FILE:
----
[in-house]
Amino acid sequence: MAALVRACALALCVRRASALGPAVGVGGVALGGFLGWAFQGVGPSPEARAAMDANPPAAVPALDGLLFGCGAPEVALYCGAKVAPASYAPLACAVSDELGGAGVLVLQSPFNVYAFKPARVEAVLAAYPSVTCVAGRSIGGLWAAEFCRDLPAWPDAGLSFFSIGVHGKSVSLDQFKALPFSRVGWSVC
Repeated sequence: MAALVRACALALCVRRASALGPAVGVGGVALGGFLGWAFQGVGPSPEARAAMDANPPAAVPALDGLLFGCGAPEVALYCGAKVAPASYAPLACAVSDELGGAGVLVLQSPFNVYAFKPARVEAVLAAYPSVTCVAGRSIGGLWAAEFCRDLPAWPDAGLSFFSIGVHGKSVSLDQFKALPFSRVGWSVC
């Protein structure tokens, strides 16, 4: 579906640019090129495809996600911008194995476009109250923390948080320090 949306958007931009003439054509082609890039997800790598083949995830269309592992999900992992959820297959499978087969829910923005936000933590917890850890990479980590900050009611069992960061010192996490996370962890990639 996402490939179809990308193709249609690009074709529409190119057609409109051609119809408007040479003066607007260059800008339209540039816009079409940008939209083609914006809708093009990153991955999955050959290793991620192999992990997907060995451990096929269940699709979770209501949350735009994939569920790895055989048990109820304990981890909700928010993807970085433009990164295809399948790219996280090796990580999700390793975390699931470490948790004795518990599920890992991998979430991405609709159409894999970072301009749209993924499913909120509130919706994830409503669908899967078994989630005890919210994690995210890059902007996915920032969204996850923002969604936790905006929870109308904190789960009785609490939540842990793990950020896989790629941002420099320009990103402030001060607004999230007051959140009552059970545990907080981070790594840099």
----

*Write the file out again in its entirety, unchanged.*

[in-house]
Amino acid sequence: MAALVRACALALCVRRASALGPAVGVGGVALGGFLGWAFQGVGPSPEARAAMDANPPAAVPALDGLLFGCGAPEVALYCGAKVAPASYAPLACAVSDELGGAGVLVLQSPFNVYAFKPARVEAVLAAYPSVTCVAGRSIGGLWAAEFCRDLPAWPDAGLSFFSIGVHGKSVSLDQFKALPFSRVGWSVC
Repeated sequence: MAALVRACALALCVRRASALGPAVGVGGVALGGFLGWAFQGVGPSPEARAAMDANPPAAVPALDGLLFGCGAPEVALYCGAKVAPASYAPLACAVSDELGGAGVLVLQSPFNVYAFKPARVEAVLAAYPSVTCVAGRSIGGLWAAEFCRDLPAWPDAGLSFFSIGVHGKSVSLDQFKALPFSRVGWSVC
């Protein structure tokens, strides 16, 4: 579906640019090129495809996600911008194995476009109250923390948080320090 949306958007931009003439054509082609890039997800790598083949995830269309592992999900992992959820297959499978087969829910923005936000933590917890850890990479980590900050009611069992960061010192996490996370962890990639 996402490939179809990308193709249609690009074709529409190119057609409109051609119809408007040479003066607007260059800008339209540039816009079409940008939209083609914006809708093009990153991955999955050959290793991620192999992990997907060995451990096929269940699709979770209501949350735009994939569920790895055989048990109820304990981890909700928010993807970085433009990164295809399948790219996280090796990580999700390793975390699931470490948790004795518990599920890992991998979430991405609709159409894999970072301009749209993924499913909120509130919706994830409503669908899967078994989630005890919210994690995210890059902007996915920032969204996850923002969604936790905006929870109308904190789960009785609490939540842990793990950020896989790629941002420099320009990103402030001060607004999230007051959140009552059970545990907080981070790594840099």